With cross comparison studies and longitudinal studies such as these, the evidence supports that the eight percent of Magnet designated hospitals do live up to their claims. What sets theses eight percent of Magnet designated hospitals apart is clearly defined by the ANCC and heralded by these hospitals as best in practice measures. The Magnet Model consists of five components and are those are comprised of the Fourteen Forces of Magnetism. The ANCC has tabulated that these specific qualities of nursing create an infrastructure in which the foundation of nursing is so stable, patients and nurses can thrive. So, what are the five model components that make a Magnet hospital?
The first component, Transformational Leadership is the ability for leadership to recognize the fast-changing world of healthcare and be prepared to meet the changes and challenges of the future. The leadership of a Magnet Hospital has the vision and plan to create systems to move the organization into the future all the while inspiring its personnel to commit to the organization. Strategic planning for the organization, advocating for resources to support nursing and patient care, and accessibility and communication between nurses and their leaders are some of the key components of Transformational Leadership (Schwartz, D. B., Spencer, T., & Wilson, B., Wood K. 2011)
Structural Empowerment, the second component of the Magnet Model, sets up nursing staff for success by getting them involved with decision-making on all levels, supporting their education, encouraging professional growth, and recognizing them throughout their organization. (Tinkham, M. R. 2013) Shared governance councils, ongoing education, transitional program, and certifications are just some of the ways that structural empowerment contributes to the success of the nurse, and ultimately the patient and the hospital itself.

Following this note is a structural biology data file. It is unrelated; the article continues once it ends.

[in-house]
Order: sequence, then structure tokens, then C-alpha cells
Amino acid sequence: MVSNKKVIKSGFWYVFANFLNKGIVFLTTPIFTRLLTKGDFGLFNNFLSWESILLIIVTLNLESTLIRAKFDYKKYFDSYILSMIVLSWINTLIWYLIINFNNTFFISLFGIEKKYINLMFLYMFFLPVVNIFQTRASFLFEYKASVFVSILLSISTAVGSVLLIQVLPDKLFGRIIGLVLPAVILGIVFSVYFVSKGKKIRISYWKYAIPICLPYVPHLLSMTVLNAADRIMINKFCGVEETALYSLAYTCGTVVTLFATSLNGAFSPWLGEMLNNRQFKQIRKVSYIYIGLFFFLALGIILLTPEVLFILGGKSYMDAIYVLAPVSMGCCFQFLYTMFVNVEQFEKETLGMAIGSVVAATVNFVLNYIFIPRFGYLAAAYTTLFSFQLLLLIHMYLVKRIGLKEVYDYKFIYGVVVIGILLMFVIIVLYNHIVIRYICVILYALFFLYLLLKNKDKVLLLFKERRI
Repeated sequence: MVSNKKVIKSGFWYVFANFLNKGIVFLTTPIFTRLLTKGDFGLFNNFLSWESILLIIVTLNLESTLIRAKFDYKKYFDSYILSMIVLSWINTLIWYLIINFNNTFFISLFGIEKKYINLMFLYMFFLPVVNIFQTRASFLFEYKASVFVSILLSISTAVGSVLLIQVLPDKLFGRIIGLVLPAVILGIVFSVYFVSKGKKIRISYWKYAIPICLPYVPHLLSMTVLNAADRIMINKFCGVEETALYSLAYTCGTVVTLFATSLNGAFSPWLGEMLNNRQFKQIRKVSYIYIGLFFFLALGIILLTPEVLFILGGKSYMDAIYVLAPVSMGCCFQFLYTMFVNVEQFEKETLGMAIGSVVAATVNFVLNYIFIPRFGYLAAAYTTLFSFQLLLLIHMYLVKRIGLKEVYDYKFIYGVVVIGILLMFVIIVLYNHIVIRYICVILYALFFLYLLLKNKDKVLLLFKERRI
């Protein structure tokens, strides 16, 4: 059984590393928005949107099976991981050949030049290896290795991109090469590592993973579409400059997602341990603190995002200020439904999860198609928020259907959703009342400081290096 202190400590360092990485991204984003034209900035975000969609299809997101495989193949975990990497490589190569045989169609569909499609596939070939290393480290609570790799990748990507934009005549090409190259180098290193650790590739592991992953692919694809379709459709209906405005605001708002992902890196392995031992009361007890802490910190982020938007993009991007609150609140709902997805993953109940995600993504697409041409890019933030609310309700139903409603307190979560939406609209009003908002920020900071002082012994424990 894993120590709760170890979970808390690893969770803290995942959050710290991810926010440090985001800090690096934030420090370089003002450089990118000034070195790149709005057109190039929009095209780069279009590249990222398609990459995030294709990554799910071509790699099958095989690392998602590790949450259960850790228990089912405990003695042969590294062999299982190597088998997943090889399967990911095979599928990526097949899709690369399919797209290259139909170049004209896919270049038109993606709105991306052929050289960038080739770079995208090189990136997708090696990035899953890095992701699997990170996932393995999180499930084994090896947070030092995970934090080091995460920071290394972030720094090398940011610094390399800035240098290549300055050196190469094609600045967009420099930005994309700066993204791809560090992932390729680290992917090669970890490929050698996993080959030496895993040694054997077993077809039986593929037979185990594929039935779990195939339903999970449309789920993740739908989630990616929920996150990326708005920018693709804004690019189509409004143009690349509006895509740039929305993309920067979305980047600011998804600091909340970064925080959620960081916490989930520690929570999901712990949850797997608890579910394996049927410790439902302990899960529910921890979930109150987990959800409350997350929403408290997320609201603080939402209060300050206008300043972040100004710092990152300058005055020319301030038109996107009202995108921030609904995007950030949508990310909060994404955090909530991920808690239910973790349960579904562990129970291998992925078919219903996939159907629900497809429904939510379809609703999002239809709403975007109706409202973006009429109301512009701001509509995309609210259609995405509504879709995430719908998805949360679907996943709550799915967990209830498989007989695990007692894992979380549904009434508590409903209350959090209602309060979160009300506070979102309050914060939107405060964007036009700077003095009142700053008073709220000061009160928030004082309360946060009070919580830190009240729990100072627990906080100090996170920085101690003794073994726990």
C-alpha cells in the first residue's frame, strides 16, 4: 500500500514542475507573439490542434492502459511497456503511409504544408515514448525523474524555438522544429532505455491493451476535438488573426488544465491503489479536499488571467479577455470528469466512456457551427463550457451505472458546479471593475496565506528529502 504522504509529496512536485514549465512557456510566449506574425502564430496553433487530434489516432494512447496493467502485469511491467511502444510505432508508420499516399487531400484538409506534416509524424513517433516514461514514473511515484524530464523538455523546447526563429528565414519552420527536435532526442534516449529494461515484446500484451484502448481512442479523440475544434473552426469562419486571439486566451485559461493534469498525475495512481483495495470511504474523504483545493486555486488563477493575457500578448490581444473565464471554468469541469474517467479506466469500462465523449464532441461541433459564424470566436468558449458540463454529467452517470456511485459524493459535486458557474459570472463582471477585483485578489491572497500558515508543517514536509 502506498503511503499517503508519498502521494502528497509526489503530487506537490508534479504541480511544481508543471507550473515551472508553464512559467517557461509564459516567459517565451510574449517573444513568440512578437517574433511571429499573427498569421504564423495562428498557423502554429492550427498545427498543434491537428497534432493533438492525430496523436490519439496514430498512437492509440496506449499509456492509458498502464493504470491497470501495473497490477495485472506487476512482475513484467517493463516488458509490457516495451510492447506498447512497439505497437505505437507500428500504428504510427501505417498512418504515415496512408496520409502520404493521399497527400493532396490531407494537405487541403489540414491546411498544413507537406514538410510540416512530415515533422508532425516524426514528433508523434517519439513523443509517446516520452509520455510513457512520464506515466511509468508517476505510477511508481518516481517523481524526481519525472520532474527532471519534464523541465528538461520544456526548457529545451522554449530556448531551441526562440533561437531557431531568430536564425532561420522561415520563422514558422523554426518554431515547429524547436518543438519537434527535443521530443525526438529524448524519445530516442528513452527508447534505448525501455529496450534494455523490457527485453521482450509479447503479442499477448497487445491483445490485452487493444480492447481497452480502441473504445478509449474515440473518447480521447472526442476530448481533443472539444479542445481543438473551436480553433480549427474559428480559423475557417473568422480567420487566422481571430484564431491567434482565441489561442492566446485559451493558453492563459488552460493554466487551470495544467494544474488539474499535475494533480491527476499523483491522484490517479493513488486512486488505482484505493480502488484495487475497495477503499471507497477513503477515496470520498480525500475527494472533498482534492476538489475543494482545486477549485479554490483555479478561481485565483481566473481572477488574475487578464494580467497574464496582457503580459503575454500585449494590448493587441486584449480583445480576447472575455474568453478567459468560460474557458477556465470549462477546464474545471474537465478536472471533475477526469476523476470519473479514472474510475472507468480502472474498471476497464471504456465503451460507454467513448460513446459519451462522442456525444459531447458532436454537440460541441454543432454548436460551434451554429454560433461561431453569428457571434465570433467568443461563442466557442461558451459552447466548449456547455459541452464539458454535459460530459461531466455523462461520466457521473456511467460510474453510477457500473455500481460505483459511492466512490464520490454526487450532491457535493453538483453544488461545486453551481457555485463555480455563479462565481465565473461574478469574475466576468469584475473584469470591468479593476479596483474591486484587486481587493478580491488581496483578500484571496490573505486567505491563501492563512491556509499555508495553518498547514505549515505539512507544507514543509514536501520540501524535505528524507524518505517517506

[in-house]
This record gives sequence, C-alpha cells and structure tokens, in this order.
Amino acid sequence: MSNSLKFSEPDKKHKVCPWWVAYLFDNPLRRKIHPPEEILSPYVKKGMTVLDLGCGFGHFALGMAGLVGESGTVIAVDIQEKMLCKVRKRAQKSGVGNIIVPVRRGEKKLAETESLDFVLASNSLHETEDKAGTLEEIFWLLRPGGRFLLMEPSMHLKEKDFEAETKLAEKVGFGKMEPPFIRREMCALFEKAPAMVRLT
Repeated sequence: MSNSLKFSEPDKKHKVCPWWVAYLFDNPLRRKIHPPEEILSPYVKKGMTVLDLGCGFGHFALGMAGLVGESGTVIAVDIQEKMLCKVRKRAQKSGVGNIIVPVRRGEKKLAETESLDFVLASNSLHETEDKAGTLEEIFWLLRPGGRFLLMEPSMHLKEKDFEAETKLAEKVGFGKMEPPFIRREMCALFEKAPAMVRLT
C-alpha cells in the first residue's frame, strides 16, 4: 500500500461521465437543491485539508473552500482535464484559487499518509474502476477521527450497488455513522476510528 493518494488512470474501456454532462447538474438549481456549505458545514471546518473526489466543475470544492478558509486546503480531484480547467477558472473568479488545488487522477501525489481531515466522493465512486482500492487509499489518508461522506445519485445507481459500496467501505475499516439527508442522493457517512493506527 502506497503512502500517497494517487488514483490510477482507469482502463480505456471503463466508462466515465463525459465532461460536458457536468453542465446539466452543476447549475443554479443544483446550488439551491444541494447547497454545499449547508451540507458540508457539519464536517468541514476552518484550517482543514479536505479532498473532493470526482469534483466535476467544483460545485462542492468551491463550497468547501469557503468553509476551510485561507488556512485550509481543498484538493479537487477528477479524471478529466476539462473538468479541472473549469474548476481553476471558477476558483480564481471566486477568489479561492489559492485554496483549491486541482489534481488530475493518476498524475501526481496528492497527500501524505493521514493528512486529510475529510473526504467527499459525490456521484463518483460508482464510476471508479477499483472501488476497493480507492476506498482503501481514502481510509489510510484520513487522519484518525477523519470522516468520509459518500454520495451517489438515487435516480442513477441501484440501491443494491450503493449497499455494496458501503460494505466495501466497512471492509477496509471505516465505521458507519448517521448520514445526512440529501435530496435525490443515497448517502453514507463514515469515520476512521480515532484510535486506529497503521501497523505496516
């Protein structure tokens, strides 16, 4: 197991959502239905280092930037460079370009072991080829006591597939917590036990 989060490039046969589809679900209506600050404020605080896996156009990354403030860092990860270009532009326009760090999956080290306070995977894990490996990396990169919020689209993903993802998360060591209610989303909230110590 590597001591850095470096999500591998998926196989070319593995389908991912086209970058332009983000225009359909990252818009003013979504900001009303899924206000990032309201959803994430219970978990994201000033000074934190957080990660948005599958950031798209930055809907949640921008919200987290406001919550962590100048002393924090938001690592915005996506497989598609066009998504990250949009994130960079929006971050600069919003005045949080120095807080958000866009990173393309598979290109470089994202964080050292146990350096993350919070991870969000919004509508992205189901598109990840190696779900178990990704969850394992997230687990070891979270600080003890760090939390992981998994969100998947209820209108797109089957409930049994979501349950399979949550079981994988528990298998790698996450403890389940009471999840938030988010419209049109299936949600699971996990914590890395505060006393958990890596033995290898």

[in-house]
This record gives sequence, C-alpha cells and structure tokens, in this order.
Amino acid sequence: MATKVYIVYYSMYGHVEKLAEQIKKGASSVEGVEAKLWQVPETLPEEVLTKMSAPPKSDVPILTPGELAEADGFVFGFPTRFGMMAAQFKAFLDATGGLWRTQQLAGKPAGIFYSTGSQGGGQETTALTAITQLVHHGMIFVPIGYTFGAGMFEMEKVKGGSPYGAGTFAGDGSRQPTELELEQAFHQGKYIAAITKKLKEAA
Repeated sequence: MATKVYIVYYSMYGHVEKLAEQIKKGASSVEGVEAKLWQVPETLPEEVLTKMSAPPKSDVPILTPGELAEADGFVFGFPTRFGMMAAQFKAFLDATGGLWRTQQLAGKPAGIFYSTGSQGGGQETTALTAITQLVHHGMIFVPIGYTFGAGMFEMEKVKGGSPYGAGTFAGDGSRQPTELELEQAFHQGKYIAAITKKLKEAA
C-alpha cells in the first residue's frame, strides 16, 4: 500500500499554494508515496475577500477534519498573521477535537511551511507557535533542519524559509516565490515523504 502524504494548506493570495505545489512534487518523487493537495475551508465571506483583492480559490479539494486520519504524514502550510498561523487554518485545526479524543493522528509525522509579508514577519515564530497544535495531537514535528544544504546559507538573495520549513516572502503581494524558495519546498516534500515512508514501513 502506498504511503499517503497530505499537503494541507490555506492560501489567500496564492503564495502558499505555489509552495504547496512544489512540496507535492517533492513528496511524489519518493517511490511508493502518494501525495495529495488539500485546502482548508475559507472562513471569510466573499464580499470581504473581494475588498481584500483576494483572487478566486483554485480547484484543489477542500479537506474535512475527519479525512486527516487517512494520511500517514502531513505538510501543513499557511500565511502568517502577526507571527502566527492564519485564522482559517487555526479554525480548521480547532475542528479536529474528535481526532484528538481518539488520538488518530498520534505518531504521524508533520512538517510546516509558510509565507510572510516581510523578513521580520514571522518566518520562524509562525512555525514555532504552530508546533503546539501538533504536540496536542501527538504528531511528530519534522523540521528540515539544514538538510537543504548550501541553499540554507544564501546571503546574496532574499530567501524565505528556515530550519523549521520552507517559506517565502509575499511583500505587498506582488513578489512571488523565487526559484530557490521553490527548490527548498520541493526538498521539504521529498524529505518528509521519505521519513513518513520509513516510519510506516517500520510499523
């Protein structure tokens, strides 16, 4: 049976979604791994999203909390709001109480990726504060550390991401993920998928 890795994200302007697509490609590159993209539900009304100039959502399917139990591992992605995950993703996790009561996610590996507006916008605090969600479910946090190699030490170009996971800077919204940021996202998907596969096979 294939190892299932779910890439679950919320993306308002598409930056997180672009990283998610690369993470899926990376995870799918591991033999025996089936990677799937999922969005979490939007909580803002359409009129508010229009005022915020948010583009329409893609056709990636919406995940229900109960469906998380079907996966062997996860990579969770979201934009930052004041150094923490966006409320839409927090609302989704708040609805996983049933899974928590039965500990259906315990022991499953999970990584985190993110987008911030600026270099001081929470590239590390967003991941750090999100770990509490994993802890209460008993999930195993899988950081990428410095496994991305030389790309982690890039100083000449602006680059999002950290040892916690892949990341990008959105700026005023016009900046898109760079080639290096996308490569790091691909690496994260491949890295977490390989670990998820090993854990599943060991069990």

Magnet Model component number three is Exemplary Professional Practice. Using a Professional Practice Model as a guide, nurses are involved in unit operations, inter-professional collaboration and workplace advocacy to improve outcomes for patients and improved work life for the staff. Annual goals are set based on the nurse sensitive indicators and benchmarked data is used to understand performance and improve care. A Magnet hospital strives for continuous improvement in patient and nurse satisfaction. (Luzinski, 2012a)
New Knowledge, Innovations and Improvements is the fourth component of the magnet model and focuses on nurse involvement to come up with new and creative ways to solve problems. Nurses use research-based evidence to guide them and often partner with other departments to innovate and improve everything from operational processes to bedside nursing improvements. Nurses who participate in research share their findings within the nursing community, for example through presentations at conferences or publications that serve to improve care in all organizations. (Luzinski 2012b)
The synergistic effect of the first four components is Empirical Outcomes, the fifth component of the magnet model. There is a reason why Empirical Outcomes lies in the center of the model. Ultimately, it is the compounded results (the outcomes), of all the other components that drive Magnet. Otherwise what would be the point? Hospitals who apply for Magnet Designation must show sources of evidence that their practice of the four other components of the Magnet Model lead to demonstrable positive outcomes. (Luzinski 2012b)
The application for Magnet Recognition is rigorous and documenting a hospital’s unique representation of the components of the Magnet Model is a huge undertaking. Many may question if it is worth the effort or if Magnet Recognition does all that it claims in ways of supporting both patient outcomes and nursing staff. Imagine a world where Magnet level care was the norm, and not the exception. That vision is more than likely why most nurses entered healthcare. After reviewing the independent research, it appears that any hospital that can prove they are worthy of Magnet Recognition is a hospital where nurses should want to work, take their loved ones for care, and be a proud member of that organization.
American Nurses Association(n.d.). Retrieved from https://www.nursingworld.org
Barnes, H., Reardon, J., & McHugh, M. D. (2016, April). Magnet Hospital Recognition Linked to Lower Central Line Associated Bloodstream Infection Rates. Res Nurse Health, 39(2), 96-104.
Friese, C. R., Xia, R., & Ghaferi, A., Birkemeyer J.D., Banerjee M. (2015, June). Hospitals in "Magnet" program show better patient outcomes on mortality measures compared to non-magnet hospitals. Health affairs 34(6), 986-992.
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Hilton, L Modern Magnet: Five model components shift focus to outcomes
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Zhu, J., Sydney, M., & Wenzel, J., Wu A.W. (2018, February). Association of Magnet Status and Nurse Staffing Improvements in Patient Experience With Hospital Care. Medical Care, 56(2), 111-1119.